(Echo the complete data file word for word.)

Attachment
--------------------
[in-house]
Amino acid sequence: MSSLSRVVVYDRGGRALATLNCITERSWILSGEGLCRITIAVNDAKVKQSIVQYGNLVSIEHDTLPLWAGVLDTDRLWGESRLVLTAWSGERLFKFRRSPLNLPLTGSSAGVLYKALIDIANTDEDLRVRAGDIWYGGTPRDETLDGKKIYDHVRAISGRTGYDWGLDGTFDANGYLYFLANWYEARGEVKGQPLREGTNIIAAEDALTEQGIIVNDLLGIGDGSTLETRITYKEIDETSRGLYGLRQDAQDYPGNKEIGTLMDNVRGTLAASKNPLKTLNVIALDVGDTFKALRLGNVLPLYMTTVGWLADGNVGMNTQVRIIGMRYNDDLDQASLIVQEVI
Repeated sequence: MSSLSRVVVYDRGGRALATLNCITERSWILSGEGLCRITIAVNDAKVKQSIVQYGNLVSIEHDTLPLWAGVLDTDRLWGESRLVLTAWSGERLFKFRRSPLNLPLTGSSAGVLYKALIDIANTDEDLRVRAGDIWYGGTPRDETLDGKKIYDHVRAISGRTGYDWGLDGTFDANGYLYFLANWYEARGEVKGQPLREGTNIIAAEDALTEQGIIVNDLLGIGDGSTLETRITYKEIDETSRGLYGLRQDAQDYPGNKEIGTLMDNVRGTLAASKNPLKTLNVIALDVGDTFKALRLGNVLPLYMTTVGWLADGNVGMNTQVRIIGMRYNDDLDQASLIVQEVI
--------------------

[in-house]
Amino acid sequence: MSSLSRVVVYDRGGRALATLNCITERSWILSGEGLCRITIAVNDAKVKQSIVQYGNLVSIEHDTLPLWAGVLDTDRLWGESRLVLTAWSGERLFKFRRSPLNLPLTGSSAGVLYKALIDIANTDEDLRVRAGDIWYGGTPRDETLDGKKIYDHVRAISGRTGYDWGLDGTFDANGYLYFLANWYEARGEVKGQPLREGTNIIAAEDALTEQGIIVNDLLGIGDGSTLETRITYKEIDETSRGLYGLRQDAQDYPGNKEIGTLMDNVRGTLAASKNPLKTLNVIALDVGDTFKALRLGNVLPLYMTTVGWLADGNVGMNTQVRIIGMRYNDDLDQASLIVQEVI
Repeated sequence: MSSLSRVVVYDRGGRALATLNCITERSWILSGEGLCRITIAVNDAKVKQSIVQYGNLVSIEHDTLPLWAGVLDTDRLWGESRLVLTAWSGERLFKFRRSPLNLPLTGSSAGVLYKALIDIANTDEDLRVRAGDIWYGGTPRDETLDGKKIYDHVRAISGRTGYDWGLDGTFDANGYLYFLANWYEARGEVKGQPLREGTNIIAAEDALTEQGIIVNDLLGIGDGSTLETRITYKEIDETSRGLYGLRQDAQDYPGNKEIGTLMDNVRGTLAASKNPLKTLNVIALDVGDTFKALRLGNVLPLYMTTVGWLADGNVGMNTQVRIIGMRYNDDLDQASLIVQEVI